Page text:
Magazine article Family Therapy Networker

NETWORKER NEWS; Ride for Pride Helps Juvemile Offenders Stay on the Right Trail: Unless, of Course, That Horse Is a Therapist

Magazine article Family Therapy Networker

NETWORKER NEWS; Ride for Pride Helps Juvemile Offenders Stay on the Right Trail: Unless, of Course, That Horse Is a Therapist

Article excerpt

In the high desert country of Las Vegas, New Mexico, where family therapy hasn't really taken root yet, some of the most innovative clinical work takes place at the Ride to Pride horse stables. Ride to Pride is one of the most successful programs for equine therapy for serious juvenile offenders and their families, and its staff members give most of the credit to the horses. "The horses are our cotherapists," says Doug Mann, former clinical director and current consultant for Ride to Pride.

While studies have shown that the companionship of dogs, cats, fish and birds alleviates depression, reduces stress, blood pressure and cholesterol, smooths adjustments to major life changes and promotes healing, more than 600 equine therapists around the country insist that as agents of therapeutic change, horses are a breed apart. Equine therapists claim that the 4,500 specially trained therapeutic horses establish a conscious, mutual relationship with their clients through their physical power, intelligence and temperament, which builds trust, empathy, responsibility and humility.

To understand how horses do it, let's start with horsepower. People who have lived by their power--whether it comes from a weapon, physical force or attitude--learn their limits when they confront a horse. For 12 years, prisoners at the California State Penitentiary at Susanville have been working with wild horses. "These guys have been used to taking something when they want it, and damn the consequences," says a California Department of Corrections official. "They're used to hurting and pushing people around. But you can't bully a 1,200-pound horse and tell it what to do. They realize pretty quickly they've got to change their approach. They've learned to ask the horses for permission." Horses don't teach just by overpowering, however. When depressed, shy or physically disabled children and adolescents sit high on a horse and communicate with it, the sense of mastery and exhilaration remains long after the riding session. "Something awesome happens when these big, beautiful, majestic animals accept you," says Rebecca Bombet, an equine therapist in Baton Rouge, Louisiana.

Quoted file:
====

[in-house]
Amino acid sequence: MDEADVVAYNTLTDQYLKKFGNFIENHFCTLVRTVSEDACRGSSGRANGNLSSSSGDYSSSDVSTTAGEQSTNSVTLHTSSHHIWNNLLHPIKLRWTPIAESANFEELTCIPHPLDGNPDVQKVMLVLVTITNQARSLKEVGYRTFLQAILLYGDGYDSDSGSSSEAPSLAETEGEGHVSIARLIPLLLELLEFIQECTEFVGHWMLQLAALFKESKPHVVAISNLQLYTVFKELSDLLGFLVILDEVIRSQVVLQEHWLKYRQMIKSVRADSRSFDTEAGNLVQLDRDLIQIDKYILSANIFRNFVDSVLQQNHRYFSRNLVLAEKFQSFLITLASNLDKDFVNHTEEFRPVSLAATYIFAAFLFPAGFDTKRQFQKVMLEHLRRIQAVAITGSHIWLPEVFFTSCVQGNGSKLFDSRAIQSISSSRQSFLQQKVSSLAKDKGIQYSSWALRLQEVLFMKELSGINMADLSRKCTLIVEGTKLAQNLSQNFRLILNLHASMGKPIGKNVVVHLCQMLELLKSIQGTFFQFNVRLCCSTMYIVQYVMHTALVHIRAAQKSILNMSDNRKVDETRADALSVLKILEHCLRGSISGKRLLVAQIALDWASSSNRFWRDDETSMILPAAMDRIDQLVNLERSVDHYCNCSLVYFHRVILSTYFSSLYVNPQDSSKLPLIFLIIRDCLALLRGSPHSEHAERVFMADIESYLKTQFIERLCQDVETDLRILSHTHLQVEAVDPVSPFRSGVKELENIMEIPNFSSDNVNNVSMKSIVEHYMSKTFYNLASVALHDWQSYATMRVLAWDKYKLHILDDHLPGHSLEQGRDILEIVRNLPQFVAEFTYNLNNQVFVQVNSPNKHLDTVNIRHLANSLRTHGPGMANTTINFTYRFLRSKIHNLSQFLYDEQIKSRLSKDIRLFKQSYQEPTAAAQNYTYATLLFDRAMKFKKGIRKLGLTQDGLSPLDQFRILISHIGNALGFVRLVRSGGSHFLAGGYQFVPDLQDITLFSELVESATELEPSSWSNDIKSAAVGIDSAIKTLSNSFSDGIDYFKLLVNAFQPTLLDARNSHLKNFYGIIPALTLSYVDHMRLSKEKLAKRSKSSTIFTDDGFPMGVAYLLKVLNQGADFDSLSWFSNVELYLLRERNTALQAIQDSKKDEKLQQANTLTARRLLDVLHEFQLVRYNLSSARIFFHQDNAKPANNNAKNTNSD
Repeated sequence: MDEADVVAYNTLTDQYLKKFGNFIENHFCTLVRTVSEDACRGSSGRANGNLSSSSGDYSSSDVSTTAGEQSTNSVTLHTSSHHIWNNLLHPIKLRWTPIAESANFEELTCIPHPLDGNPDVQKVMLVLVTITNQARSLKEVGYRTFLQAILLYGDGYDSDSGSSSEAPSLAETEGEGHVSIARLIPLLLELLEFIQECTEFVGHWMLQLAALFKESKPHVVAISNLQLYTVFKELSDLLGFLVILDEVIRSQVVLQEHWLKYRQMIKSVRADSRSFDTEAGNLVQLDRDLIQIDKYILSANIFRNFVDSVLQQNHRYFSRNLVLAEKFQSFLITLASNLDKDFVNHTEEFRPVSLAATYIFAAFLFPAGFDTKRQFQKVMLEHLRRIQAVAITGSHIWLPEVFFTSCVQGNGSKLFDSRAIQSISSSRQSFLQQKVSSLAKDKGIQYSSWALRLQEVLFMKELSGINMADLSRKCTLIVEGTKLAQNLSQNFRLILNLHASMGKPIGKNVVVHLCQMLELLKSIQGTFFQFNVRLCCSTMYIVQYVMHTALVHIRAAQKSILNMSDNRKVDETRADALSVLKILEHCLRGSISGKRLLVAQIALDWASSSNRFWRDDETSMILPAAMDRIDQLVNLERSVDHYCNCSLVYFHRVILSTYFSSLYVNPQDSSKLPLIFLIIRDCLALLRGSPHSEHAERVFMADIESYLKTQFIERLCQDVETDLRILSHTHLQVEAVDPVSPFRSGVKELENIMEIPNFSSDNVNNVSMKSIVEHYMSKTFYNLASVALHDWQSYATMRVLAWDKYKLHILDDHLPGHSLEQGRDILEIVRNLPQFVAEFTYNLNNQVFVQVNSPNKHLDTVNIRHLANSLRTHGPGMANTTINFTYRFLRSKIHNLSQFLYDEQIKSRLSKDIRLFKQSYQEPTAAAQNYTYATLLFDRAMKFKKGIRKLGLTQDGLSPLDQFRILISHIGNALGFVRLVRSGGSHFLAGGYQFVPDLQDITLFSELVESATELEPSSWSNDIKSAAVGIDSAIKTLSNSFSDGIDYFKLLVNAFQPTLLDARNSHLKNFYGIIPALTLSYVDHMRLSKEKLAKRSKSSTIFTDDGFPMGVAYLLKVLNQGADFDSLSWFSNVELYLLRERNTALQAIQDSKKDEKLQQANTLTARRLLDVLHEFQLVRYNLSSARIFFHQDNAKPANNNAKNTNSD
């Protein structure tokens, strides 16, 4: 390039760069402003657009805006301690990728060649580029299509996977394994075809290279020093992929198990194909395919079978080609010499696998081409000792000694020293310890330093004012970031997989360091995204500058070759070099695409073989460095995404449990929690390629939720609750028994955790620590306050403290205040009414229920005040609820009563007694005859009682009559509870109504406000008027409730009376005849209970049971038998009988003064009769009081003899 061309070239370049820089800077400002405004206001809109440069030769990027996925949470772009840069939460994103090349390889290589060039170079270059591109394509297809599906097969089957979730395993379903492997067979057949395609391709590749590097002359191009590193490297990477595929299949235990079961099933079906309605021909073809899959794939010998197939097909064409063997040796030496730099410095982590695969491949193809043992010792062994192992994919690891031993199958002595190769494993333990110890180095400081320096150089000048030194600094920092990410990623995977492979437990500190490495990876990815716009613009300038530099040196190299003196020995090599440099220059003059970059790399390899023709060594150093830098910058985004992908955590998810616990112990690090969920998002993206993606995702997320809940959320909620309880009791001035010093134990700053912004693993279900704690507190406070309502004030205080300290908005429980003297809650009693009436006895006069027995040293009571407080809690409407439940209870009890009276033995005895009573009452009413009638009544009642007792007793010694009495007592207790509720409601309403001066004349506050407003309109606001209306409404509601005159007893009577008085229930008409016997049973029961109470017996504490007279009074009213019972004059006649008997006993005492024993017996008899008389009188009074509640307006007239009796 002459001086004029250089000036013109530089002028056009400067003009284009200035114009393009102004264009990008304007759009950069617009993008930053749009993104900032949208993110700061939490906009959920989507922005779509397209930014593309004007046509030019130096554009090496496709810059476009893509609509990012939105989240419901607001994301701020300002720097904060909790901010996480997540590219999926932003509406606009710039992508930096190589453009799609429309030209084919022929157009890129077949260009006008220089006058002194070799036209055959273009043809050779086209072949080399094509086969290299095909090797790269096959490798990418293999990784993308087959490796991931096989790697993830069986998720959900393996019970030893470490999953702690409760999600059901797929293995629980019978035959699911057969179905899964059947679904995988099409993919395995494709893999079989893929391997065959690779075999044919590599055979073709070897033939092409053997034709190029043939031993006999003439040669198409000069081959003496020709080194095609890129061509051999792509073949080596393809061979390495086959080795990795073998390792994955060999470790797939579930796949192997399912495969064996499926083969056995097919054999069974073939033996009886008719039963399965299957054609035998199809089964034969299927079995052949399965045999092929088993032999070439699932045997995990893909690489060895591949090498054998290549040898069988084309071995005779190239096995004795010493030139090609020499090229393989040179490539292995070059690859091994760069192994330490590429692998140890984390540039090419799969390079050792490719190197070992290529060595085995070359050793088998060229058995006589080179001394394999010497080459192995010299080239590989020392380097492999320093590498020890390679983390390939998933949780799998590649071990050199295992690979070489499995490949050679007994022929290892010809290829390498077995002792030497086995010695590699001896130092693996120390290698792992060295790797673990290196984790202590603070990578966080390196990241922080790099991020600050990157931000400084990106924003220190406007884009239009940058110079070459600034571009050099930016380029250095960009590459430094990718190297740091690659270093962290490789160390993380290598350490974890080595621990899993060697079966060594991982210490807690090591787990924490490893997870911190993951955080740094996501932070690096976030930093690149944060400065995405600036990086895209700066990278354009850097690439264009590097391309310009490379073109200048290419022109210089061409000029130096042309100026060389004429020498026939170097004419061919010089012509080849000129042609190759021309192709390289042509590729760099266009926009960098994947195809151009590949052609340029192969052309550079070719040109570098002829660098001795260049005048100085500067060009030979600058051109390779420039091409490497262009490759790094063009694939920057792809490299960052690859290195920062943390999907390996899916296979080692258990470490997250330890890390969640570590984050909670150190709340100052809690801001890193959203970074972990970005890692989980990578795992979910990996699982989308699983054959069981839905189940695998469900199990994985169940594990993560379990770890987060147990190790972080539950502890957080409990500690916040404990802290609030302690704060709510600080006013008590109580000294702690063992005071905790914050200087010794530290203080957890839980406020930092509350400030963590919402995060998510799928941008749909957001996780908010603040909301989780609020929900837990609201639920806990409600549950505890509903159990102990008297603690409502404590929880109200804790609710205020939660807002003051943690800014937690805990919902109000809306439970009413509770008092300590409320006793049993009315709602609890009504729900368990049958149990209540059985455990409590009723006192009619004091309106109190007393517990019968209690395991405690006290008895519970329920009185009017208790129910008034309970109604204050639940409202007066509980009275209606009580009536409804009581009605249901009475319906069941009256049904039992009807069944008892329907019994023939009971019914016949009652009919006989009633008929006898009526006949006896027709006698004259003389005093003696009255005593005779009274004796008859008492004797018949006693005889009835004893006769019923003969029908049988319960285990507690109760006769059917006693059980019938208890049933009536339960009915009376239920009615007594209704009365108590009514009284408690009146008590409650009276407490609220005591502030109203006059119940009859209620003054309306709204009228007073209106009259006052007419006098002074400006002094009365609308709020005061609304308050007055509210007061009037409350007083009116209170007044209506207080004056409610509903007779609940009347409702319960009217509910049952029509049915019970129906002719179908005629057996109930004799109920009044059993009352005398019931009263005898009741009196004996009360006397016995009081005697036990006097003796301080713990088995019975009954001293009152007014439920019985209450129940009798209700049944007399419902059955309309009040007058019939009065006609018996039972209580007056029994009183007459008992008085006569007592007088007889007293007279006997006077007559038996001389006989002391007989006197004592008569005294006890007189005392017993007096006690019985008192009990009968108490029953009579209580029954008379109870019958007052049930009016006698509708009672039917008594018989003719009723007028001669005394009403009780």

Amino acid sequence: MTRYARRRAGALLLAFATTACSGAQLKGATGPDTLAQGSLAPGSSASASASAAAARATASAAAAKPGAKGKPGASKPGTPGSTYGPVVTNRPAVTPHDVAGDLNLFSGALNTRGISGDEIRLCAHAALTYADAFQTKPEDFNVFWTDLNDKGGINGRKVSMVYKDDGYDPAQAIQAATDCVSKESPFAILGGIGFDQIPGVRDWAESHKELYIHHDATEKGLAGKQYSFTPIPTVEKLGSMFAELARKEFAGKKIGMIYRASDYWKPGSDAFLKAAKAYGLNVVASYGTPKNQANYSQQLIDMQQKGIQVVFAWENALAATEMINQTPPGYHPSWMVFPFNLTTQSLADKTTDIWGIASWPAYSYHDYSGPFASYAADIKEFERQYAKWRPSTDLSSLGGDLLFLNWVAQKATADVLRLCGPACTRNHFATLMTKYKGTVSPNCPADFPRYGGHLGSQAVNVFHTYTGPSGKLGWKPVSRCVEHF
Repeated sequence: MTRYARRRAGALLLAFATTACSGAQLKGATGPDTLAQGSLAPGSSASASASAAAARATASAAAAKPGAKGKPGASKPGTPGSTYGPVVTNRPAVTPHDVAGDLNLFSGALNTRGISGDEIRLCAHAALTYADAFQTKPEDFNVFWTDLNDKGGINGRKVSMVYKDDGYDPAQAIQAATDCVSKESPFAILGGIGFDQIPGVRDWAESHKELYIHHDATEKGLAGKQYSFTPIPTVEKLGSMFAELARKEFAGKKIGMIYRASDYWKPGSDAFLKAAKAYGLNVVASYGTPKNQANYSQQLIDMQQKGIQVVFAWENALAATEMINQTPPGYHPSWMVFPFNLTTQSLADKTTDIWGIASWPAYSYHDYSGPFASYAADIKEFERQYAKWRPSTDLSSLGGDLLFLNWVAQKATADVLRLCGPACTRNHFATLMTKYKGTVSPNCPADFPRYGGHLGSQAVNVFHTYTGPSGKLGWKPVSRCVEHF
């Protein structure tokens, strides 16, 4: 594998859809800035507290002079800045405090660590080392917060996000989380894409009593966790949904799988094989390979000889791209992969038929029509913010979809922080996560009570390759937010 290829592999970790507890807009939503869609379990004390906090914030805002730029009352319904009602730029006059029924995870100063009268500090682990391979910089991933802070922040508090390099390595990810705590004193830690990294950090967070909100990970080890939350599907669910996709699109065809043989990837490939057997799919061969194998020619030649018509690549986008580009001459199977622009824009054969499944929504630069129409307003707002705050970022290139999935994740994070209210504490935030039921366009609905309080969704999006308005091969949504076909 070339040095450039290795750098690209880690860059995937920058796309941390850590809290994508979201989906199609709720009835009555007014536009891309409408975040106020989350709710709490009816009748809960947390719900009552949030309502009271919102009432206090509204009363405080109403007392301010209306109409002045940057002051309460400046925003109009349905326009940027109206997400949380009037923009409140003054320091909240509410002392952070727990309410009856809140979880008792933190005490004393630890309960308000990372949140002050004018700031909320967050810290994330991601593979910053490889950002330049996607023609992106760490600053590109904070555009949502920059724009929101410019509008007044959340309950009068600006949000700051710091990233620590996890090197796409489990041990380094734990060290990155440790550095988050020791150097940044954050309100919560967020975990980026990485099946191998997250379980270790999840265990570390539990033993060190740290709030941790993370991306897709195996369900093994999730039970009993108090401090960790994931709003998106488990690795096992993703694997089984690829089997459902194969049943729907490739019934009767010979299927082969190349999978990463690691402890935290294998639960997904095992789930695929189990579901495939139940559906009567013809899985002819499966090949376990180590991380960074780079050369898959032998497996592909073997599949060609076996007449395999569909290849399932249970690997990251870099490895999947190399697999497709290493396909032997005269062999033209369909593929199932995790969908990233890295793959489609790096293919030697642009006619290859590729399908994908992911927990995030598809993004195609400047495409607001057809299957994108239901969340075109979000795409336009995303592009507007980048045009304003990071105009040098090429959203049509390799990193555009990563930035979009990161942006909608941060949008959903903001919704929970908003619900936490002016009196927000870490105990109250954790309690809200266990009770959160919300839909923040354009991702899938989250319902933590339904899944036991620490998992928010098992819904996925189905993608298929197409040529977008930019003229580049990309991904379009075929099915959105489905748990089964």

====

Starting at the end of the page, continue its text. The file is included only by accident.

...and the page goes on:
Like human therapists, therapeutic horses must have an even temperament and a consistent, clear but nonthreatening way of giving feedback. Many equine therapists insist that horses also have a finely tuned sense of people that borders on empathy. Trained horses are accepting (though not passive), and they don't spook at loud noises or sudden displays of emotion. This unflappability allows clients plenty of room to act out and test their own projections. Laytonsville, Maryland, equine therapist Terry Lewis recalls a child who dismounted after a gentle ride and suddenly slugged the horse in the head. "The horse just stood there," Lewis said, "and we had a long discussion about pain, abuse and forgiveness."

In the last few decades, Las Vegas has suffered severe economic and cultural distress. The growth of corporate ranching has caused an entire generation to lose its land and horses. The juvenile justice system has been overwhelmed with adolescents convicted of drug abuse, violence and drive-by shootings. These are the clients who come to Ride to Pride.

It takes several sessions of grooming and getting to know their horses before riding instructor Greg Esquibel lets any of the kids mount up. …

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